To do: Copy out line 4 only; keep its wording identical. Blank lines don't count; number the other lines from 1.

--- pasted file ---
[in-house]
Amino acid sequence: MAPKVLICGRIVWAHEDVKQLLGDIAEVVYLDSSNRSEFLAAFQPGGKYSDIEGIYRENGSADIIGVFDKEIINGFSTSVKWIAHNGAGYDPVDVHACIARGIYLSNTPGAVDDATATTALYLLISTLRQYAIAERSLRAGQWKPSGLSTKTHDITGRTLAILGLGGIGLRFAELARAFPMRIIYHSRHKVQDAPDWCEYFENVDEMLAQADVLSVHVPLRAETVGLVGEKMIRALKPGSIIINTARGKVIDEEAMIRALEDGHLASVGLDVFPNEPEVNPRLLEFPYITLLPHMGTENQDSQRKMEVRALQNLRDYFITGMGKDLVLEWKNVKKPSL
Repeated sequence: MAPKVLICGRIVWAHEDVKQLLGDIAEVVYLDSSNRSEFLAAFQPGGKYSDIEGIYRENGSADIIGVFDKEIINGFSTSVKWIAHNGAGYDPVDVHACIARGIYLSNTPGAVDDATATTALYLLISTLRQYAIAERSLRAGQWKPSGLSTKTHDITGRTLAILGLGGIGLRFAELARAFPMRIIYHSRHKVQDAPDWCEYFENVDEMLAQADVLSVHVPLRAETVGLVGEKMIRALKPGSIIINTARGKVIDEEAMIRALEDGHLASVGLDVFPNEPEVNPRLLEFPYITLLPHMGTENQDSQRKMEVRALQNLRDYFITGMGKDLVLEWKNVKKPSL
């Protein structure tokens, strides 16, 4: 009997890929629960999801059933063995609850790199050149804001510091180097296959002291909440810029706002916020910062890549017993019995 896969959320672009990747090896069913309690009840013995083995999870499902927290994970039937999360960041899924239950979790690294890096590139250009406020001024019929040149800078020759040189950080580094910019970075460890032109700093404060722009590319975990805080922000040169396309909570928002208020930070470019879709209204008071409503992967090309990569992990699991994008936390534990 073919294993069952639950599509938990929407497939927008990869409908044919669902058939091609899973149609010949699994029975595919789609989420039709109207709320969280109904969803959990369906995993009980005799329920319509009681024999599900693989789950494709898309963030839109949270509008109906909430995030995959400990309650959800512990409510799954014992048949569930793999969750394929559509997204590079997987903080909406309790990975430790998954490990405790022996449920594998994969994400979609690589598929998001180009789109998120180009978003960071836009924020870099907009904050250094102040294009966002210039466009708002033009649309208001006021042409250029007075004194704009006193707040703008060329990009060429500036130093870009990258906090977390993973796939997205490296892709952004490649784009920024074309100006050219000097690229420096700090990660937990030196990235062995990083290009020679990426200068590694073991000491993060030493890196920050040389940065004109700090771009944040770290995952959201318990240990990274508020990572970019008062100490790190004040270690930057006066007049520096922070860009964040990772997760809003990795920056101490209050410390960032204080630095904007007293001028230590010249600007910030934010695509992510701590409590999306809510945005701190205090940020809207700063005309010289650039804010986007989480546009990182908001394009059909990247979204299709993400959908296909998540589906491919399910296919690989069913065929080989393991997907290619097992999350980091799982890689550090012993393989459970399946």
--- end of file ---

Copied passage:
């Protein structure tokens, strides 16, 4: 009997890929629960999801059933063995609850790199050149804001510091180097296959002291909440810029706002916020910062890549017993019995 896969959320672009990747090896069913309690009840013995083995999870499902927290994970039937999360960041899924239950979790690294890096590139250009406020001024019929040149800078020759040189950080580094910019970075460890032109700093404060722009590319975990805080922000040169396309909570928002208020930070470019879709209204008071409503992967090309990569992990699991994008936390534990 073919294993069952639950599509938990929407497939927008990869409908044919669902058939091609899973149609010949699994029975595919789609989420039709109207709320969280109904969803959990369906995993009980005799329920319509009681024999599900693989789950494709898309963030839109949270509008109906909430995030995959400990309650959800512990409510799954014992048949569930793999969750394929559509997204590079997987903080909406309790990975430790998954490990405790022996449920594998994969994400979609690589598929998001180009789109998120180009978003960071836009924020870099907009904050250094102040294009966002210039466009708002033009649309208001006021042409250029007075004194704009006193707040703008060329990009060429500036130093870009990258906090977390993973796939997205490296892709952004490649784009920024074309100006050219000097690229420096700090990660937990030196990235062995990083290009020679990426200068590694073991000491993060030493890196920050040389940065004109700090771009944040770290995952959201318990240990990274508020990572970019008062100490790190004040270690930057006066007049520096922070860009964040990772997760809003990795920056101490209050410390960032204080630095904007007293001028230590010249600007910030934010695509992510701590409590999306809510945005701190205090940020809207700063005309010289650039804010986007989480546009990182908001394009059909990247979204299709993400959908296909998540589906491919399910296919690989069913065929080989393991997907290619097992999350980091799982890689550090012993393989459970399946």